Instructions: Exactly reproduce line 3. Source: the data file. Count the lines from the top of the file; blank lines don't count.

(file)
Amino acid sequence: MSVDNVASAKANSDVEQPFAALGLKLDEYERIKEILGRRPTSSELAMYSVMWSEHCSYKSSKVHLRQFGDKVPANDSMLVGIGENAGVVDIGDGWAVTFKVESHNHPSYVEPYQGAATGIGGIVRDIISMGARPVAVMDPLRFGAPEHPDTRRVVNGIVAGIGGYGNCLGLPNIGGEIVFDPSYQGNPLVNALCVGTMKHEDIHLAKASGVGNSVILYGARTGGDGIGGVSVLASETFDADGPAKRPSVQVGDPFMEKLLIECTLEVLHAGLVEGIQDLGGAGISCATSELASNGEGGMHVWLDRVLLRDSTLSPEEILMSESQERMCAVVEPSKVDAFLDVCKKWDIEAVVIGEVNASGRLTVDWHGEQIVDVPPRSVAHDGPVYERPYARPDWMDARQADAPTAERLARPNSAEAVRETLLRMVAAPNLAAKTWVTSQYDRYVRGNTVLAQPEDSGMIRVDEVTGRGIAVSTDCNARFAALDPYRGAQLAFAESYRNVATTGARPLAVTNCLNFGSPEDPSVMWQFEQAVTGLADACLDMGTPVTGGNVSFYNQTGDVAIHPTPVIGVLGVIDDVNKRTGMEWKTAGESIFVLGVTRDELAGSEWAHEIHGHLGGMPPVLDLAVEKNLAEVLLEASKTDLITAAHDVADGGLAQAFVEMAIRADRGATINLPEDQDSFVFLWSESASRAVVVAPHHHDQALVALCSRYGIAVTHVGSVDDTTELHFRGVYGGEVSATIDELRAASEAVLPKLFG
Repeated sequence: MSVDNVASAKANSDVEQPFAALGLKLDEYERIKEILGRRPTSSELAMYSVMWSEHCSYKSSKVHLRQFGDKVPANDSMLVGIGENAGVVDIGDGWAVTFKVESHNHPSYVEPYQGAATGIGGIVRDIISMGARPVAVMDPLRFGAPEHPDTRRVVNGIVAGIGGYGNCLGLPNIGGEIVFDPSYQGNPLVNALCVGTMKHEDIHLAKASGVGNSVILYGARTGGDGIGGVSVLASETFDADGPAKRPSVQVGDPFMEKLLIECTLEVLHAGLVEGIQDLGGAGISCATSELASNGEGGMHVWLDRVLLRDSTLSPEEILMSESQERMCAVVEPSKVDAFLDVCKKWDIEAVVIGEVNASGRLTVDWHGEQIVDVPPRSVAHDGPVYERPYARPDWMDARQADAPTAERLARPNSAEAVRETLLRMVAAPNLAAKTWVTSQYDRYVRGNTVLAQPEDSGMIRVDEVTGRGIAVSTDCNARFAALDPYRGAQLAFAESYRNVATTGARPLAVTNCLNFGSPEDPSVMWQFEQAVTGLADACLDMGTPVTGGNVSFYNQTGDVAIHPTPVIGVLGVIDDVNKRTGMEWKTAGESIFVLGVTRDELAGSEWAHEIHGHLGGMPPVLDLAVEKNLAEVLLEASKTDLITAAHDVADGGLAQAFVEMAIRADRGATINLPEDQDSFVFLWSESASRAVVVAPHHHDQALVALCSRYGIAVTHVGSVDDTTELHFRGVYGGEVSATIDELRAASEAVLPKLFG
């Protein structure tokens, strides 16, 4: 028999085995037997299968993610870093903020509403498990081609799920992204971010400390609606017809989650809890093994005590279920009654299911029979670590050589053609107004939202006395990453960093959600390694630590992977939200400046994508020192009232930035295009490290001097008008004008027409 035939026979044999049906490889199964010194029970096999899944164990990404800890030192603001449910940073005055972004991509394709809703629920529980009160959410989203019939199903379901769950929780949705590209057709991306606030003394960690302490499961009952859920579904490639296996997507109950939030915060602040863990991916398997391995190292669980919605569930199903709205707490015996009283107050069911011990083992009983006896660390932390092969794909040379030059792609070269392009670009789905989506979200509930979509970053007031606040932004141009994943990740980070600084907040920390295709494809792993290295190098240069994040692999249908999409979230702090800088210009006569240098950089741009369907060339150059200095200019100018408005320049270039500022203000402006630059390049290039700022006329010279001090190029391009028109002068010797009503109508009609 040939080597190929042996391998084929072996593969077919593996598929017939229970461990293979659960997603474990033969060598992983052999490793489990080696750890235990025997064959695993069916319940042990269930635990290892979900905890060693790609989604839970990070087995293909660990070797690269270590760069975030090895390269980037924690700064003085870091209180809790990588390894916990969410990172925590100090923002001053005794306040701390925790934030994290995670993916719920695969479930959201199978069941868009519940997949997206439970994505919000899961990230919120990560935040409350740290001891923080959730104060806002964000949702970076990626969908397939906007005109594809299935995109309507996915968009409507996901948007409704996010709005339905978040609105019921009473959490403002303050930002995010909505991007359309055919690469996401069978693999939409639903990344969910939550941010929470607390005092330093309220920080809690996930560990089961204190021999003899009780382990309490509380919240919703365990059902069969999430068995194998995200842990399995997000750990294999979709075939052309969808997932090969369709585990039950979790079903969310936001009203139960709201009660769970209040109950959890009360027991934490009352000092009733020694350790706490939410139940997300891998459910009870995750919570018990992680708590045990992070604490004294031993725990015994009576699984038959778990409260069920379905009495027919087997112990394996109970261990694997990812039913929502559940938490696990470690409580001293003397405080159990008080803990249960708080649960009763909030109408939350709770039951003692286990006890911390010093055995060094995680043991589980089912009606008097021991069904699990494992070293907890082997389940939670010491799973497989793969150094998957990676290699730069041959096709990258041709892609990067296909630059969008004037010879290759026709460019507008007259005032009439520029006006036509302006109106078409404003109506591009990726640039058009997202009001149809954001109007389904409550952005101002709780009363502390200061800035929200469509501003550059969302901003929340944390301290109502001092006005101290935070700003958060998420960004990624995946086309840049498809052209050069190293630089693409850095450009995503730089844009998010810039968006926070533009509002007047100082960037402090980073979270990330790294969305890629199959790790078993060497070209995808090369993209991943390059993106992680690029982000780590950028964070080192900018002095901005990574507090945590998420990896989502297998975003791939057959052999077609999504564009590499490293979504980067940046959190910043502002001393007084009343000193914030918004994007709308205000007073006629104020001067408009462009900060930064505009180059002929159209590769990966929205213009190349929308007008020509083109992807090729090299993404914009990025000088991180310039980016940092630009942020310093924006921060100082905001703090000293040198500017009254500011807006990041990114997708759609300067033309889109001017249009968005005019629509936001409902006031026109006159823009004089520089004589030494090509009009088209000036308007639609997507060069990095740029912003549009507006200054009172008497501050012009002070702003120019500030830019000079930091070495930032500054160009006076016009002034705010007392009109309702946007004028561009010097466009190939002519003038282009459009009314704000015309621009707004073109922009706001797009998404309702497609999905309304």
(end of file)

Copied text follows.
């Protein structure tokens, strides 16, 4: 028999085995037997299968993610870093903020509403498990081609799920992204971010400390609606017809989650809890093994005590279920009654299911029979670590050589053609107004939202006395990453960093959600390694630590992977939200400046994508020192009232930035295009490290001097008008004008027409 035939026979044999049906490889199964010194029970096999899944164990990404800890030192603001449910940073005055972004991509394709809703629920529980009160959410989203019939199903379901769950929780949705590209057709991306606030003394960690302490499961009952859920579904490639296996997507109950939030915060602040863990991916398997391995190292669980919605569930199903709205707490015996009283107050069911011990083992009983006896660390932390092969794909040379030059792609070269392009670009789905989506979200509930979509970053007031606040932004141009994943990740980070600084907040920390295709494809792993290295190098240069994040692999249908999409979230702090800088210009006569240098950089741009369907060339150059200095200019100018408005320049270039500022203000402006630059390049290039700022006329010279001090190029391009028109002068010797009503109508009609 040939080597190929042996391998084929072996593969077919593996598929017939229970461990293979659960997603474990033969060598992983052999490793489990080696750890235990025997064959695993069916319940042990269930635990290892979900905890060693790609989604839970990070087995293909660990070797690269270590760069975030090895390269980037924690700064003085870091209180809790990588390894916990969410990172925590100090923002001053005794306040701390925790934030994290995670993916719920695969479930959201199978069941868009519940997949997206439970994505919000899961990230919120990560935040409350740290001891923080959730104060806002964000949702970076990626969908397939906007005109594809299935995109309507996915968009409507996901948007409704996010709005339905978040609105019921009473959490403002303050930002995010909505991007359309055919690469996401069978693999939409639903990344969910939550941010929470607390005092330093309220920080809690996930560990089961204190021999003899009780382990309490509380919240919703365990059902069969999430068995194998995200842990399995997000750990294999979709075939052309969808997932090969369709585990039950979790079903969310936001009203139960709201009660769970209040109950959890009360027991934490009352000092009733020694350790706490939410139940997300891998459910009870995750919570018990992680708590045990992070604490004294031993725990015994009576699984038959778990409260069920379905009495027919087997112990394996109970261990694997990812039913929502559940938490696990470690409580001293003397405080159990008080803990249960708080649960009763909030109408939350709770039951003692286990006890911390010093055995060094995680043991589980089912009606008097021991069904699990494992070293907890082997389940939670010491799973497989793969150094998957990676290699730069041959096709990258041709892609990067296909630059969008004037010879290759026709460019507008007259005032009439520029006006036509302006109106078409404003109506591009990726640039058009997202009001149809954001109007389904409550952005101002709780009363502390200061800035929200469509501003550059969302901003929340944390301290109502001092006005101290935070700003958060998420960004990624995946086309840049498809052209050069190293630089693409850095450009995503730089844009998010810039968006926070533009509002007047100082960037402090980073979270990330790294969305890629199959790790078993060497070209995808090369993209991943390059993106992680690029982000780590950028964070080192900018002095901005990574507090945590998420990896989502297998975003791939057959052999077609999504564009590499490293979504980067940046959190910043502002001393007084009343000193914030918004994007709308205000007073006629104020001067408009462009900060930064505009180059002929159209590769990966929205213009190349929308007008020509083109992807090729090299993404914009990025000088991180310039980016940092630009942020310093924006921060100082905001703090000293040198500017009254500011807006990041990114997708759609300067033309889109001017249009968005005019629509936001409902006031026109006159823009004089520089004589030494090509009009088209000036308007639609997507060069990095740029912003549009507006200054009172008497501050012009002070702003120019500030830019000079930091070495930032500054160009006076016009002034705010007392009109309702946007004028561009010097466009190939002519003038282009459009009314704000015309621009707004073109922009706001797009998404309702497609999905309304």